Ortt, Senate GOP say state’s unemployment system has failed during pandemic
Press Release, State Senate Republican Leader Robert Ortt
ALBANY – Senate Republican Leader Robert Ortt, along with Senators George Borrello, Peter Oberacker, Jim Tedisco, Sue Serino, and members of the Senate Republican Conference, on Tuesday called on the State Legislature and Cuomo administration to fix multiple issues that continue to plague New York’s broken unemployment system, as well as enact measures to provide relief to New Yorkers who continue to struggle as a result of the pandemic.
More than a year after millions of New Yorkers were put out of work due to the pandemic and Covid-related restrictions, there continues to be a multitude of technical issues with the state unemployment system. In addition, several proposals to provide additional relief for struggling New Yorkers who often couldn’t access their benefits for months at a time have been stymied or ignored.
“At the height of the pandemic, thousands of our fellow New Yorkers tragically lost their lives, and countless more lost their livelihoods,” Ortt said. “In far too many cases, our state government failed those struggling with economic insecurity last year, but nowhere were these failings clearer than in our state’s broken unemployment system. Every single lawmaker on both sides of the aisle has the same story: hundreds if not thousands of callers all begging our offices for some help to collect their life-saving benefits. First, we must examine what went wrong at the Department of Labor so we’re better prepared for the next time. While this is occurring, the state also has an obligation to make long-term investments for our future by providing these neglected New Yorkers with some much-need relief.”
Specifically, Senate Republicans are calling for:
- A complete, forensic audit of the state’s IT systems to identify failures and weaknesses, and to strengthen the digital infrastructure to avoid future catastrophic failures in the future; and
- An accurate and honest assessment of potential fraud and efforts to recoup it, particularly as the state’s unemployment insurance fund is facing a $10 billion deficit, leading to dramatic increases in costs to our small businesses.
“Over a year into the pandemic and I still hear from constituents who are shut out by an ineffective, failing unemployment system,” Oberacker said. “Additionally, many who never applied for assistance are now the victims of fraud. Individuals and families hanging on by a thread are not receiving crucial help, and crooks are taking advantage of a shoddy, vulnerable network.”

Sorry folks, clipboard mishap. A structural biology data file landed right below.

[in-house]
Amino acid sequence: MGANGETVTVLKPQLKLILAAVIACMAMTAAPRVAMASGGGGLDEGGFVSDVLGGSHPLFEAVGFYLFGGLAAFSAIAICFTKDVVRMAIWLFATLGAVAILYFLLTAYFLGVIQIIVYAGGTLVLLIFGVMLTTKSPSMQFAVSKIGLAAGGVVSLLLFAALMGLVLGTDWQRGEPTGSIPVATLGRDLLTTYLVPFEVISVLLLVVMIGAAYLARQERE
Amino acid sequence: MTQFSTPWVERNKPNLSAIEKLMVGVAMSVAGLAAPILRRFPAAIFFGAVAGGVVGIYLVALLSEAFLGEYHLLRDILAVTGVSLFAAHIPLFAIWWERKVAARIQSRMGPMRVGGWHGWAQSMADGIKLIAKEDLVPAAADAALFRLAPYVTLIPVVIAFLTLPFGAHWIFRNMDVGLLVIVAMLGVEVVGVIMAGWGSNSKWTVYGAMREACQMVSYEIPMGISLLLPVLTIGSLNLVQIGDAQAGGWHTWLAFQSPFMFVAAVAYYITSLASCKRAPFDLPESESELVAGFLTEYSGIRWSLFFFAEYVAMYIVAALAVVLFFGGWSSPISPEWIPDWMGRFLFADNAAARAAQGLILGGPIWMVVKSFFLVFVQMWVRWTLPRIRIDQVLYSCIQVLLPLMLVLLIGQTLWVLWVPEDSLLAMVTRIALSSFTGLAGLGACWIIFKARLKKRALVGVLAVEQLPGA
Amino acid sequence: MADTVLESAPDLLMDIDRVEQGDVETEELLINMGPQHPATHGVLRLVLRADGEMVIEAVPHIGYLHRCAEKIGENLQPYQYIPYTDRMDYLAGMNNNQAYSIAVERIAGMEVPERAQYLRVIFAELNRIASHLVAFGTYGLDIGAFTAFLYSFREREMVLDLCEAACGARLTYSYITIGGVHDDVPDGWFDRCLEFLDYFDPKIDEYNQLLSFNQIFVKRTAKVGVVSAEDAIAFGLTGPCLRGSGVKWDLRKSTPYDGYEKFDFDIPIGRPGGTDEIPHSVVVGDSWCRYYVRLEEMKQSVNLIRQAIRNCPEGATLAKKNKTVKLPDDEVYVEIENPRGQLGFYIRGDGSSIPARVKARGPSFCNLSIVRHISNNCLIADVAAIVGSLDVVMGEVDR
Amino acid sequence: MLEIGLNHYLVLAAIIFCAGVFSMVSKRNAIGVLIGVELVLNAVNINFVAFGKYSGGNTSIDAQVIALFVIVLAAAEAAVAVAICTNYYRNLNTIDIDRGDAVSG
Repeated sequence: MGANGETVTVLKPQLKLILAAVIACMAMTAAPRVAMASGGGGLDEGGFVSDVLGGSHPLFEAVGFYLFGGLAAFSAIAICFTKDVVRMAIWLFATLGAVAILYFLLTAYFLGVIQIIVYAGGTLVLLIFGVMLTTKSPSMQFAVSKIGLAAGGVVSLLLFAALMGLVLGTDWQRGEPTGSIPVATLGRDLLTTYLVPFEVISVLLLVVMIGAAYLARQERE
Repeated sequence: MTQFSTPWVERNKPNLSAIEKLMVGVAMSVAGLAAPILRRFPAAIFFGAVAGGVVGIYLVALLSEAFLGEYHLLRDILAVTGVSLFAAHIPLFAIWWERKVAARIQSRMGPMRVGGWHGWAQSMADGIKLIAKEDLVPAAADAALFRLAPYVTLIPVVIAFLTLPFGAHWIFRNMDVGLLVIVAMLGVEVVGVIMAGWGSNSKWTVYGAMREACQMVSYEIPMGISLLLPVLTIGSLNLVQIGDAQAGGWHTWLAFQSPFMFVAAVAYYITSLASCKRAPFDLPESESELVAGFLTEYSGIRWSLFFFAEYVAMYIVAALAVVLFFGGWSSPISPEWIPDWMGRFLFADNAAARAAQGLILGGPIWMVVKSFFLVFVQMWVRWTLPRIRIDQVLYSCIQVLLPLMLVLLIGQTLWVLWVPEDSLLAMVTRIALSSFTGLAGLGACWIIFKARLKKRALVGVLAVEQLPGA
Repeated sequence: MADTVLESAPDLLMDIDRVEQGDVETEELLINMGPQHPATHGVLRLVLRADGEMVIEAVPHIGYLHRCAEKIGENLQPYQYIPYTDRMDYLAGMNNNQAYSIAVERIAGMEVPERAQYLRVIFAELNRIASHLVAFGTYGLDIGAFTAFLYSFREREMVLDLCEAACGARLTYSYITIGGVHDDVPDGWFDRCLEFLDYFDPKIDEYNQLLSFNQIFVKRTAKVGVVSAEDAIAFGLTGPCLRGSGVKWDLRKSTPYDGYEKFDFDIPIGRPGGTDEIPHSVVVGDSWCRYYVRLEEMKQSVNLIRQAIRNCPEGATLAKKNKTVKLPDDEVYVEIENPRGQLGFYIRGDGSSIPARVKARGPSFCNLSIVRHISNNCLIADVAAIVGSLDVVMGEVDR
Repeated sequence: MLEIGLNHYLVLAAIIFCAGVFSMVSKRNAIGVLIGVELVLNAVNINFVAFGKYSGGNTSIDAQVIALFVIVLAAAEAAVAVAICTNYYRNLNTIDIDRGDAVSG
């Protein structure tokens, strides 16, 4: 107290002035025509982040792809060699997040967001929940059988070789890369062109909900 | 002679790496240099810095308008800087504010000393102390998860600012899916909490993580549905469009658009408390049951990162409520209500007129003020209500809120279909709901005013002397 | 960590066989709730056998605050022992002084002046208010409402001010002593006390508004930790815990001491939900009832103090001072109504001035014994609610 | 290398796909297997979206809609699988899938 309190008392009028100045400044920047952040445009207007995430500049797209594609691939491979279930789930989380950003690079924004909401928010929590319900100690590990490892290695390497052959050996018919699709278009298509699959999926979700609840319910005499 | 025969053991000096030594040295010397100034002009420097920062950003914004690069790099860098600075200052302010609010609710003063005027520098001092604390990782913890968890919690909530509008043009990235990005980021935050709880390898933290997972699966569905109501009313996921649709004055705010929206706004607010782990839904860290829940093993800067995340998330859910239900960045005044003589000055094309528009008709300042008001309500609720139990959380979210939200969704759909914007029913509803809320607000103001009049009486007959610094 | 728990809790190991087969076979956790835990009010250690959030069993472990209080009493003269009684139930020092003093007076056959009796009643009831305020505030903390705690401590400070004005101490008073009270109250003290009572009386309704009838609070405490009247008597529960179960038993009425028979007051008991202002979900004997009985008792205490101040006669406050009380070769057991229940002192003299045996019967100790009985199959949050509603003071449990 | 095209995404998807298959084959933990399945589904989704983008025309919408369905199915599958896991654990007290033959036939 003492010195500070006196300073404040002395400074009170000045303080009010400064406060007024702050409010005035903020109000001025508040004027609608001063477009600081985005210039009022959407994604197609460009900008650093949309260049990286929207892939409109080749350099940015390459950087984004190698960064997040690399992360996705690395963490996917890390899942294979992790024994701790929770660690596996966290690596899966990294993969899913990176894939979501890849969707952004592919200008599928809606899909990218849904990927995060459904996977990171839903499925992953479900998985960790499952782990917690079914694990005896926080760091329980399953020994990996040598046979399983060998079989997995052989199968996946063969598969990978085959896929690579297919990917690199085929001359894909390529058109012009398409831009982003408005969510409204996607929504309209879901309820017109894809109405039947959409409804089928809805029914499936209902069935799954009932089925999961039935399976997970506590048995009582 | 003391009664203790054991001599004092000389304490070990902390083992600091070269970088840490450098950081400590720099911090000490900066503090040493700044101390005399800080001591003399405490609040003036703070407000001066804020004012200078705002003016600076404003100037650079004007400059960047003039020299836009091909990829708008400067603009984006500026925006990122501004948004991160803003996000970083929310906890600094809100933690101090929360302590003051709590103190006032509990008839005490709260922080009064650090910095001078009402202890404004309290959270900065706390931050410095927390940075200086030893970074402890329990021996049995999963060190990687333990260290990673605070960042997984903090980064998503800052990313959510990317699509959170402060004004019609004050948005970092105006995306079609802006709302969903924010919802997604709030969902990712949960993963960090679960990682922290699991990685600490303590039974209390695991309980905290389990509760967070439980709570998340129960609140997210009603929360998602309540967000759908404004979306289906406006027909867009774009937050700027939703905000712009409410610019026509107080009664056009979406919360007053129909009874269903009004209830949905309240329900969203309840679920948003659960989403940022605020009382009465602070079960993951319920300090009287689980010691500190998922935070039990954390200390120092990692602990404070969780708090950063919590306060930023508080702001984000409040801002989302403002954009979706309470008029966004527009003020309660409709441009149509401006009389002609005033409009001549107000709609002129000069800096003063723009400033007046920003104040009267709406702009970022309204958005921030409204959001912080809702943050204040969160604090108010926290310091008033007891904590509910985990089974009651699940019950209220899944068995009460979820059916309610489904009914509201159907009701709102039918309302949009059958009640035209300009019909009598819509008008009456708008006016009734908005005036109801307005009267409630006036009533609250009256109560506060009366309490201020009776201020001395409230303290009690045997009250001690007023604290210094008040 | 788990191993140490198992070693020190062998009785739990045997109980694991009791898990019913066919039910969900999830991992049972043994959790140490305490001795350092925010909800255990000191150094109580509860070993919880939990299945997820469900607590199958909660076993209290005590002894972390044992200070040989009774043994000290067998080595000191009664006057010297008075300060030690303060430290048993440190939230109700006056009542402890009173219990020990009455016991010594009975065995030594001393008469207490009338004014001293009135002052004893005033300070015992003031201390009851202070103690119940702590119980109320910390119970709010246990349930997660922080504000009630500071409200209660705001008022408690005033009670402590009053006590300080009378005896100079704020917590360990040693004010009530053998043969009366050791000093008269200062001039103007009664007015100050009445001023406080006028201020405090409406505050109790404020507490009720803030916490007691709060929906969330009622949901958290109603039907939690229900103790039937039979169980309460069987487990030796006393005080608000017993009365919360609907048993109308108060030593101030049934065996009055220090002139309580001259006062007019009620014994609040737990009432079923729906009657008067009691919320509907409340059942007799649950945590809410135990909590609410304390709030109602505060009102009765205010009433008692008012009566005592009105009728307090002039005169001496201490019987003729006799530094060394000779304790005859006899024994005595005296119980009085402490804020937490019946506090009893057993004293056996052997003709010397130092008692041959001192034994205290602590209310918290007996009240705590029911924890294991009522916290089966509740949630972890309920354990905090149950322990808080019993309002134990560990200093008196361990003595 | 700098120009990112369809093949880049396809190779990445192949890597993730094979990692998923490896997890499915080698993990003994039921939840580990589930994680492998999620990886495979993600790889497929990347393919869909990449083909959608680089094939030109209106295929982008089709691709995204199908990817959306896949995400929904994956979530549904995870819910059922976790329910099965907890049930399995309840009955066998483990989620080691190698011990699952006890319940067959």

In addition, Senate Republicans are calling for action on measures to provide immediate, financial relief to struggling New Yorkers, including:
- A state tax break of up to $10,200 on unemployment benefits collected during the pandemic last year, which would be in line with recently enacted federal exemption; and
- A one-time forgiveness for unemployment overpayments, which the state Department of Labor is currently trying to claw back from struggling New Yorkers.
“We cannot effectively reform this broken system unless we first have full transparency surrounding its operations and problems, particularly the magnitude of fraud losses,” Borrello said. “The Department of Labor’s persistent refusal to answer questions about how much money was stolen from taxpayers is troubling and yet another instance of this administration’s lack of openness on critical data that should be public record. California and many other states have forthrightly reported on their losses due to fraudulent claims and New York State should do the same. Their secrecy is an affront to our small businesses who are being hit with exorbitant rate increases to replenish the system and to all New Yorkers who deserve accountability on this issue.”
In the last Covid stimulus package, the federal government waived federal tax on up to $10,200 of 2020 unemployment benefits for households earning up to $150,000. Although states were afforded the same option to exclude unemployment benefits from taxable income, New York has so far declined, and is one of only 11 states to not take advantage of this significant tax break as the May 17 filing date fast approaches.
To add to the uncertainty of many New Yorkers who collected unemployment, recent reports and constituent calls from around the state signify the state Department of Labor is in the process of clawing back thousands of dollars in “overpayments.” One email provided by a constituent suggested the Department of Labor’s “internal review process identified a group of roughly 166,000 New Yorkers who received one or two duplicate payments, which total approximately $145 million.”
New York’s broken unemployment system has also negatively affected the small business community throughout the state, as the current $10 billion hole in the unemployment insurance fund has already sent premiums skyrocketing, furthering the closure and/or relocation of even more jobs and job creators.
The substantial increase in unemployment insurance rate hikes for New York businesses comes after the State Legislature and Governor passed into law a measure that was supposed to keep Covid-related closures from affecting a business owner’s experience rating. Unfortunately, the bill did not prevent the state from raising rates to replenish the fund.